The thin and wholsome blood : so did it minc,
And a most instant tetter bark'd about,
Most lazar-like, with vile and loathsome cruft
All my smooth body-
Thus was I sleeping, by a brother's hand,
Of life, of Crown, of Queen, at once dispatcht;
Cut off even in the blossoms of my fin,
Unhousel'd, unappointed, unaneald: (11)

No

(11) Vnhouzzled, "nanointed, unaneald;] The Ghoft, having secounted the Process of his Murther, proceeds to exaggerate the Inhumanity and Unnaturalness of the Falt, from the Cir. cumstances in which he was surpriz'd. But these, I find, have been stumbling Blocks to our Editors; and therefore I must amend and explain these 3 compound Adje&tives in their Order. Instead of unhouzzel'd, we must restore, unhouseid, i. e. without the Sacrament taken; from the old Saxon Word for the Sacrament, houfel. In the next place, nnanointed, is a Sophistication of the Text: the old Copies concur in reading, disappointed. I correa,

Unhousel'd, unappointed,i. e, no Confession of Sins made, no Reconciliation to Heaven, no Appointment of Penance by the Church. Vnaneald I agree to be the Poet's genuine Word; but I must take the Liberty to dispute Mr. Pope's Explication of it, viz. No Knell rung. The Adje&tive form'd from Knell, must have been unknelld, or unknolld. There is no Rule in Orthography for linking the k in the Defe&ion of any Verb or Compound form'd fiom Knell, and melting it into a Vowel. What Sense does une ancal'd then bcar SKINNER, in his Lexicon of old and obsolete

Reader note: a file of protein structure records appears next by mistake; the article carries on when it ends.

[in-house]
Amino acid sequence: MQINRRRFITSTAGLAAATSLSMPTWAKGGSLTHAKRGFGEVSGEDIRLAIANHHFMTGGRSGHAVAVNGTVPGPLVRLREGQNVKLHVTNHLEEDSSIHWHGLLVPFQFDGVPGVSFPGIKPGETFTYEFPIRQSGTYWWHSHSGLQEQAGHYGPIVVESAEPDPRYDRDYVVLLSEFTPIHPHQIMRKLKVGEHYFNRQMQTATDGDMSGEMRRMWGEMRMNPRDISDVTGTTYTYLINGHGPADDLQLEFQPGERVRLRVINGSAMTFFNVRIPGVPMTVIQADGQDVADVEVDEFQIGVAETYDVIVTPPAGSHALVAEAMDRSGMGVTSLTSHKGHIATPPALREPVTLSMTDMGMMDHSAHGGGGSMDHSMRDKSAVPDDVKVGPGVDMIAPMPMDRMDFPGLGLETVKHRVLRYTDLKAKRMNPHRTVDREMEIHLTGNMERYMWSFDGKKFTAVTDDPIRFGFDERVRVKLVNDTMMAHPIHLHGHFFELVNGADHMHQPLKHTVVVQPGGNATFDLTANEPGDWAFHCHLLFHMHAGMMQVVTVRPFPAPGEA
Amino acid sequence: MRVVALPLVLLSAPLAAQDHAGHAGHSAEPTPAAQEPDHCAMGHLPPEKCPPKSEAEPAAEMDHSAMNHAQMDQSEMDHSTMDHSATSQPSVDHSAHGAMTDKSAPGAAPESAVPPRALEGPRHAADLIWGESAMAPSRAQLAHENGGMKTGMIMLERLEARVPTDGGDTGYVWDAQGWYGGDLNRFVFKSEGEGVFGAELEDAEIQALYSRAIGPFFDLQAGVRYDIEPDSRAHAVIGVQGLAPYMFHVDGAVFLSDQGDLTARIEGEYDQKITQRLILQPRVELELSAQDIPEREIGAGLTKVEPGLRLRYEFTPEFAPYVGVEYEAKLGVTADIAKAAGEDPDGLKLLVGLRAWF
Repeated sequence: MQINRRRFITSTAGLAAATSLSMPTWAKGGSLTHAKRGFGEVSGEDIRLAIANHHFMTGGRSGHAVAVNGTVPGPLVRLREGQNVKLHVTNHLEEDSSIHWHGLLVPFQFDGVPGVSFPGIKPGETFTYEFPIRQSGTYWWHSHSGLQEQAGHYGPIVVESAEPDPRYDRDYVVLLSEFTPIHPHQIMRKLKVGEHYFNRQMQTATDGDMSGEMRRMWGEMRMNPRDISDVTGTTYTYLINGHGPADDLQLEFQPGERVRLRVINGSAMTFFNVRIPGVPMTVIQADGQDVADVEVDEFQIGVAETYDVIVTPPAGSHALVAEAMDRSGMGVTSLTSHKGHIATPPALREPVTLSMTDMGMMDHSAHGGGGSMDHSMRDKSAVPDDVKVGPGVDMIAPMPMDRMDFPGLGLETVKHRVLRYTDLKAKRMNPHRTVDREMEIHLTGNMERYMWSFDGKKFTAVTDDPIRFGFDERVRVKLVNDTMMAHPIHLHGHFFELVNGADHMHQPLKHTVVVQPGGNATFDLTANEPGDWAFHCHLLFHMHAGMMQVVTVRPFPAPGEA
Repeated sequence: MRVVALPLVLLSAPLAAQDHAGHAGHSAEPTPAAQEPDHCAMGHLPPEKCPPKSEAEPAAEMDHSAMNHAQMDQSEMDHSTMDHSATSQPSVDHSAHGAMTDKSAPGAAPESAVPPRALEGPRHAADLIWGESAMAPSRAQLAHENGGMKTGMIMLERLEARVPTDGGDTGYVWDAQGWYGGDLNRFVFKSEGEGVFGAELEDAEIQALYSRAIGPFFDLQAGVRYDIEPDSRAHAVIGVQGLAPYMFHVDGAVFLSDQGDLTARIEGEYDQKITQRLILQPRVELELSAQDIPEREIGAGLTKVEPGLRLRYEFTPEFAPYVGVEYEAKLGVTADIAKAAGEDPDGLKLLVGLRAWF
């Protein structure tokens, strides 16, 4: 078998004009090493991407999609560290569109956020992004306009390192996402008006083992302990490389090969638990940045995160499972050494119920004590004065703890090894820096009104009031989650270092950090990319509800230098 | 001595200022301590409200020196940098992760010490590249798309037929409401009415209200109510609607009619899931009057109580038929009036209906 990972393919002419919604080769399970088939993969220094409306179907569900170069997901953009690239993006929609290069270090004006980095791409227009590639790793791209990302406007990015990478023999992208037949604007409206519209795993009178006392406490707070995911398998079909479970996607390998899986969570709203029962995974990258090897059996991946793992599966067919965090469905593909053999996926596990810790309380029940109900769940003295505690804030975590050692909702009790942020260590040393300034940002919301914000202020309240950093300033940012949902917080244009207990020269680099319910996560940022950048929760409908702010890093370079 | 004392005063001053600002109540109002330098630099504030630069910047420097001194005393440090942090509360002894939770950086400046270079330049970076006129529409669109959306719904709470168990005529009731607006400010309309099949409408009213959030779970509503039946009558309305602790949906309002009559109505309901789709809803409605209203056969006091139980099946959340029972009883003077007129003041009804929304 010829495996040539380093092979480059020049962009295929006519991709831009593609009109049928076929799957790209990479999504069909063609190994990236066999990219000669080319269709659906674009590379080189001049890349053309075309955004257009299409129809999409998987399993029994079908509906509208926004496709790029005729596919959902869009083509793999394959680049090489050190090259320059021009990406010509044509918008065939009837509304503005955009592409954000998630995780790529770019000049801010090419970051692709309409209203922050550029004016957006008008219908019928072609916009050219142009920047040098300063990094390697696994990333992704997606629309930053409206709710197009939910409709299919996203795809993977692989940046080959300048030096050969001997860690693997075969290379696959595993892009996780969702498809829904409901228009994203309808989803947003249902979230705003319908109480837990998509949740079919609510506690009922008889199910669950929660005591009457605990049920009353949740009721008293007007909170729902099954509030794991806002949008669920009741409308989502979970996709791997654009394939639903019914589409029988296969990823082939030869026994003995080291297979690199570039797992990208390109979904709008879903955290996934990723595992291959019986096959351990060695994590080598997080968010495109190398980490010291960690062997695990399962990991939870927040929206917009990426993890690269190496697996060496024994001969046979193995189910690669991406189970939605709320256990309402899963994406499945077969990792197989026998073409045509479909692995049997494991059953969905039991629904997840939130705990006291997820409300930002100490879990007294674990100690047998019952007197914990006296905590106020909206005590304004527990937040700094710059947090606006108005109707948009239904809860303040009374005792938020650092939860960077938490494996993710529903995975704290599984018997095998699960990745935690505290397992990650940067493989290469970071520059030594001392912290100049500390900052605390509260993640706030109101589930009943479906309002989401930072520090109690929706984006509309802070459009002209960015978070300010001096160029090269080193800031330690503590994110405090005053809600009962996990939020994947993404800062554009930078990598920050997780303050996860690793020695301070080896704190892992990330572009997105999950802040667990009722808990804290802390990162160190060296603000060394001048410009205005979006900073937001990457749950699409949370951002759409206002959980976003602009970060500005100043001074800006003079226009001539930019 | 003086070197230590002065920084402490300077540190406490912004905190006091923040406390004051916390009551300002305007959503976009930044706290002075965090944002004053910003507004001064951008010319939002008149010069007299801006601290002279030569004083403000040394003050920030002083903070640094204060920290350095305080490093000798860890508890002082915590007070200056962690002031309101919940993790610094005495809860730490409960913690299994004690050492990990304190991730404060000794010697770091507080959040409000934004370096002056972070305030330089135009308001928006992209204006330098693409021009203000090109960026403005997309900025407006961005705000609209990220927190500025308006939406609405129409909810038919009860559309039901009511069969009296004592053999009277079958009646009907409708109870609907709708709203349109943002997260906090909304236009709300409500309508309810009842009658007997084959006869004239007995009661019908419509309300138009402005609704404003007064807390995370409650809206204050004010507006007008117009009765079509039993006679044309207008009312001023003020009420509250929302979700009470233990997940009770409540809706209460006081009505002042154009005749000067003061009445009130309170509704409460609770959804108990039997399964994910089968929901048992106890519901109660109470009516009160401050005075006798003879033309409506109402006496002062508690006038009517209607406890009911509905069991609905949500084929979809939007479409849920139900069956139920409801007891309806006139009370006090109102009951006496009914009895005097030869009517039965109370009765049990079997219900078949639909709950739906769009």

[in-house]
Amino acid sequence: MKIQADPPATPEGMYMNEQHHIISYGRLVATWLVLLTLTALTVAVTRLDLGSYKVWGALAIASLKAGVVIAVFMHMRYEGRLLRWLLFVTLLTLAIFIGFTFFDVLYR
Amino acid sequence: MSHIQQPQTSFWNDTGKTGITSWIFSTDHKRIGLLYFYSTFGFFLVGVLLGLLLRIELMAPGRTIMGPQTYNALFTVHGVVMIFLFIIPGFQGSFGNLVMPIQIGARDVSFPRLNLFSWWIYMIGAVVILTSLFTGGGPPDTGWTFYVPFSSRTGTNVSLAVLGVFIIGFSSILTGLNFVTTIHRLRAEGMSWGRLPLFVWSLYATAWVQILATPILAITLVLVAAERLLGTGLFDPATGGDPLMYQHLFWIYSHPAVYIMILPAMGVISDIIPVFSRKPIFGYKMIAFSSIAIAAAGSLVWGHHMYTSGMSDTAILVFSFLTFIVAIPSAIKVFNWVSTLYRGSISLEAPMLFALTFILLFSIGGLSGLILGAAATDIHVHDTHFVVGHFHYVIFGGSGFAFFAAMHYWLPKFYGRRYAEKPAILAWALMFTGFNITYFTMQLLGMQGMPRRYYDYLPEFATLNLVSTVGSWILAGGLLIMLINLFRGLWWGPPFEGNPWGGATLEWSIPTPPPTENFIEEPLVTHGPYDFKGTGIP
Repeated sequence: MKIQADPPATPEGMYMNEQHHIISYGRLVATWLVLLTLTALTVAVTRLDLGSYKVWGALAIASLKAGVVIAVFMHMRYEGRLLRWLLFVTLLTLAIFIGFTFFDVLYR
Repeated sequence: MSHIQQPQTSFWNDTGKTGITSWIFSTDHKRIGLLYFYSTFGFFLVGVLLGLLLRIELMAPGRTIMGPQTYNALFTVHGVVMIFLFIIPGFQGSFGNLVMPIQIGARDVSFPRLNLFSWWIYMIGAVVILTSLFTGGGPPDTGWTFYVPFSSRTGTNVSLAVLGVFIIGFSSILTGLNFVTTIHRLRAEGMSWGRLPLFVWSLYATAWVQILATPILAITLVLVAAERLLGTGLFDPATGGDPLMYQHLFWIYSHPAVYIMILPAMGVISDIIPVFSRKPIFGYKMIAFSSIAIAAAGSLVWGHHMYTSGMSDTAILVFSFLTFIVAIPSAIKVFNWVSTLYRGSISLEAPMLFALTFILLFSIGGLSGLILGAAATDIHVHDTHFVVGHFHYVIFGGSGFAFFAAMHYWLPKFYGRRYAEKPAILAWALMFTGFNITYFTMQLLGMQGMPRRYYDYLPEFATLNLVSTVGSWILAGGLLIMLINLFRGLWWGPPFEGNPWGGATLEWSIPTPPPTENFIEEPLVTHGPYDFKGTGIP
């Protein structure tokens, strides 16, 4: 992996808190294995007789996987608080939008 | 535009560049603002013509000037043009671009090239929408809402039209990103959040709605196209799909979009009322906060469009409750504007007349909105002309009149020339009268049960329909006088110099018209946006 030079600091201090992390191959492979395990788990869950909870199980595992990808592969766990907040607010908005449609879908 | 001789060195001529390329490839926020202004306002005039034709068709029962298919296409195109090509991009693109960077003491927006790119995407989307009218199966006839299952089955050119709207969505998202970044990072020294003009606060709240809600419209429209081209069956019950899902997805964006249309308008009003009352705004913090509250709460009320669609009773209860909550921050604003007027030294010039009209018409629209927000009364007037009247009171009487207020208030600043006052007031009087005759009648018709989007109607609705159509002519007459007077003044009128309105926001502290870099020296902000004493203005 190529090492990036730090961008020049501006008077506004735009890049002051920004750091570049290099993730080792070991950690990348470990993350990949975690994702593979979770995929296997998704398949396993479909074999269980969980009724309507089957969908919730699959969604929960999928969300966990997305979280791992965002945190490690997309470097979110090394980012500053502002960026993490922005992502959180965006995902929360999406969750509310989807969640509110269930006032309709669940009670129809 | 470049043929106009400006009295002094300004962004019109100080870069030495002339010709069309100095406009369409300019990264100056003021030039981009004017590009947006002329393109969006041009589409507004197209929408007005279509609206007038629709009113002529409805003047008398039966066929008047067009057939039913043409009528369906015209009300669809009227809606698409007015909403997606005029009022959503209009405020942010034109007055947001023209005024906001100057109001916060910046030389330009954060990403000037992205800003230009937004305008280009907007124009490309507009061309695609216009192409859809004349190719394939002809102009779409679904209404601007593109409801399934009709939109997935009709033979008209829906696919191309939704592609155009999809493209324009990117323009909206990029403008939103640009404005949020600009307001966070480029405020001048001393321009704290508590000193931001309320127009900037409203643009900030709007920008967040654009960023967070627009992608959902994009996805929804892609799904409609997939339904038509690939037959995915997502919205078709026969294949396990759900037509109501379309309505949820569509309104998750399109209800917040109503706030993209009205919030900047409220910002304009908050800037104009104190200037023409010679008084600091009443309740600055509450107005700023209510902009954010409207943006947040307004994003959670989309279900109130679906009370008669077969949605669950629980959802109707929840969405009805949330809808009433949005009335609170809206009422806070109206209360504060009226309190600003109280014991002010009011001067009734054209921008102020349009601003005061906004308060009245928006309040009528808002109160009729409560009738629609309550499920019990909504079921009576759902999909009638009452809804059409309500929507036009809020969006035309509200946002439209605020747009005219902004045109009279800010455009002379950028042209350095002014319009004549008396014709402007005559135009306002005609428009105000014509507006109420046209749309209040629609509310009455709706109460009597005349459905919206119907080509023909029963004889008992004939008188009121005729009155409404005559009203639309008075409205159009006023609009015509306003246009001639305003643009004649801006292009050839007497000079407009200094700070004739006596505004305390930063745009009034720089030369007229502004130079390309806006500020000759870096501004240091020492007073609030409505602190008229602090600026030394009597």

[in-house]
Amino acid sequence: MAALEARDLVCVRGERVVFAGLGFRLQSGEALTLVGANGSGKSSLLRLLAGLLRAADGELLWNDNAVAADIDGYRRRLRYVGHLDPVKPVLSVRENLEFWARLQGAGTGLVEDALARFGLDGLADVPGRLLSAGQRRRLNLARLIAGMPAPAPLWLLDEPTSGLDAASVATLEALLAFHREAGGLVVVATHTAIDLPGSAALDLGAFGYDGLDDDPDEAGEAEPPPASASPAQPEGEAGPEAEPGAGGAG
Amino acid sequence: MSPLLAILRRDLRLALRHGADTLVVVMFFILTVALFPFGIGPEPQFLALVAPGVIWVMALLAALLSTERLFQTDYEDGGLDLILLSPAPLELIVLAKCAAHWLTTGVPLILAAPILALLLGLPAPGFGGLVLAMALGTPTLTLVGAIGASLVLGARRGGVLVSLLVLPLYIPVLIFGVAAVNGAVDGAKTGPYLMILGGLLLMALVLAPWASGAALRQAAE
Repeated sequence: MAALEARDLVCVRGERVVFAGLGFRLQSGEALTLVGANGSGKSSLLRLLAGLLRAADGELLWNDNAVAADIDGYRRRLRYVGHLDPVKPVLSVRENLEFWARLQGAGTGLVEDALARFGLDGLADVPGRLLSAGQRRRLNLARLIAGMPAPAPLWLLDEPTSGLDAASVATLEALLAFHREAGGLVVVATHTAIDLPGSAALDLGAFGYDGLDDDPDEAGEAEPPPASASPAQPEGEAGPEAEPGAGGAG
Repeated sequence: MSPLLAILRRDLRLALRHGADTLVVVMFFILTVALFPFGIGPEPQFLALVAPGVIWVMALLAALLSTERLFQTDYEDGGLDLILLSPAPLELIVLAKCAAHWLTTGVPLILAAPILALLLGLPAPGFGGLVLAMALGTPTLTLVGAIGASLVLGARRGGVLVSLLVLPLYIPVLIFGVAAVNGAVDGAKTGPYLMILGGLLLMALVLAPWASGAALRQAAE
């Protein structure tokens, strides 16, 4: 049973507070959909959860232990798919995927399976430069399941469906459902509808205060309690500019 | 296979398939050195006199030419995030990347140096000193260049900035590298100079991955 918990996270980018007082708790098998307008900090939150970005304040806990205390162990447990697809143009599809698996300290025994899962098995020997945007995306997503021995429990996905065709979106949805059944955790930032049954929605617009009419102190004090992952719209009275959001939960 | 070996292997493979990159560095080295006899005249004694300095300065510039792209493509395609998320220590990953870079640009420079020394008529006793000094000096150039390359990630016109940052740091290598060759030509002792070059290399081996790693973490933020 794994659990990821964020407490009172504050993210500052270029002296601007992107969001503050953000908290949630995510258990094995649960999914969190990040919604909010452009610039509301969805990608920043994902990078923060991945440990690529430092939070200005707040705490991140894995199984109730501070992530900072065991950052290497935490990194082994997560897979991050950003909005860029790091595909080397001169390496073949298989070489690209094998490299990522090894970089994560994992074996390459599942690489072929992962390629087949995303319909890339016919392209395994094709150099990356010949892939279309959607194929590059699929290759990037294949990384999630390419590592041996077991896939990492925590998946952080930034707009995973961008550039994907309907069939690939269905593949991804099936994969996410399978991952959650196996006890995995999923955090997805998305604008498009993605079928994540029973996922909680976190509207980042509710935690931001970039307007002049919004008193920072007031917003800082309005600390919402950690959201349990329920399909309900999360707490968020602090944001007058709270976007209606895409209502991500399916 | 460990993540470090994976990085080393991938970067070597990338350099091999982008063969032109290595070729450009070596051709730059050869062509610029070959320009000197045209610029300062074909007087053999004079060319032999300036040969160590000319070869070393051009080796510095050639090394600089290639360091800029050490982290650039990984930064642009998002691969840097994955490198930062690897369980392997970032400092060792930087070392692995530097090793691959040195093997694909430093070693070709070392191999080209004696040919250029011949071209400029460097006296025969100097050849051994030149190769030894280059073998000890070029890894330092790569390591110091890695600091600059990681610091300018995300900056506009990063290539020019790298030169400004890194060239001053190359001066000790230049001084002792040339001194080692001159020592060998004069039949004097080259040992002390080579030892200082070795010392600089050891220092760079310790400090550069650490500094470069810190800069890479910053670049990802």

English

No reck’ning made, but sent to my account
With all my imperfections on my head.
Oh, horrible! oh, horrible! most horrible!
If thou hast nature in thee, bear it not ;
Let not the royal bed of Denmark be
A couch for luxury and damned incest.
But howsoever thou pursu'st this act,
Taint not thy mind, nor let thy soul contrive
Against thy mother aught; leave her to heav'n,
And to those thorns that in her bosom lodge,
To prick and sting her. Fare thee well at once!
The glow-worm hews the Matin to be near,
And 'gins to pale his uneffectual fire.